I had 4 weeks between my first symptoms and starting treatment. Within those 4 weeks, I went from having a nasty cough to sounding like Darth Vader… wheezing, breathless, unable to breath lying down etc. Its a very nasty, fast disease! But at the same time, they had all disappeared by the end of the second day of chemo!
So, it can also be very responsive to chemo and symptoms can disappear very quickly.

If you dont feel confident with your oncologist, its better to look now for a second opinion (or second “style”), rather than sit it out with someone you dont like. you need to walk the journey with a doctor you trust.

Hang in there and stay positive.


*************************************************************************** Diagnosed ex-SCLC at 42y.o in June 2010. never smoker. 1st line carbo/etop. PCI Nov 2010. 2nd line CAV may 2011. severe hip/leg pain sept 2011. lung and spine radiation in hosp Nov 2011. 3rd line carbo/etop Jan 2012. progression march 2012. 4th line irinotecan. progression may 2012. 5th line carbo plus taxol

June 15, 2012 at 3:43 pm  #11477    

sofyan

Hi everyone
indeed..a very sad and most stressful day. I just talked to my brother and sister in law an hour ago.
Prognosis is bad.

my brother talked briefly to me; he was so angry, little tearful as well. My sister inlaw was not in any better.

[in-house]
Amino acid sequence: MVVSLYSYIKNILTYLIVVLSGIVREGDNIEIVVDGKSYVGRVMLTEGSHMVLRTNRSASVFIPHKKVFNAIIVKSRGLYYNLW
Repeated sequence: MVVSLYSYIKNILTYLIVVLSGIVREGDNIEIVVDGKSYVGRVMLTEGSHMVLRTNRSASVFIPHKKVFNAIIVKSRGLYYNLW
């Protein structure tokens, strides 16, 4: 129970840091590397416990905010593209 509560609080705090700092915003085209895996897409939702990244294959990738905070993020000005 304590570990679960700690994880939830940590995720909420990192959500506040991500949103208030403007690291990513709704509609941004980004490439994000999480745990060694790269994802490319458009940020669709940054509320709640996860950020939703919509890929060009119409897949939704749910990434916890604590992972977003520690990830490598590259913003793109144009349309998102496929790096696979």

As they both walked into the doctor’s room (now Seattle), he had a very gloomy look, attitude, and voice, and greeted them by saying he was sorry but he had bad news. He repeated his “sorry” as they left his room. regardless of how grim things look, to them, us, this meant basically that we already lost my brother! anyways, I always hated Friday’s appointments!! you see the doctor, and then life has to stop for the weekend, and then resume on Monday.

Could one of the doctors please tell me how bad things are, and is my brother at the end of his life!?

the results, from what I could gather, were as follows (taken yesterday, Thursday June 15th):

PET
overall impression
1. left suprahilar mass consistent with biopsy (taken in Wichita about 5 weeks ago), demonstrate extensive focal FDG avidity, max. SUV 10

2. metastatic FDG avidity left infrahilar metastatic node

3. diffuse osseous metastasis involving spine,pelvic bone, proximal aspect of right femur, bilateral ribs, left scapula. as described above, involvement of right femur @ high risk of pathologic fracture

4. no liver, lung, adrenal metastasis

5. postobstructive pneumonia involving the upper left lobe
-solid intaabdominal normal, no liver, adrenal leymphoma adenopathy; urinary bladder normal
-bones: no other lymphoma in other bones

MRI
Final result
1. no evidence of metastatic disease

2. mild diffuse paranchymal volume loss within expected for patients age

3. head/brain parenchyma: no intracranial mass, no infraction, no intracranial hemorrhage
- all looked ok in the brain in terms of volume, flow, etc.

Thank you all in advance.


brother diagnosed with LS SCLC. 5 weeks after diagnosis, now it is ES SCLC. Wondering about new breakthroughs in SCLC research. Sofyan

June 15, 2012 at 7:12 pm  #11482    

warriorprincess

the doctors will not be able to comment on the results of the scans. Its one of the rules of the forum.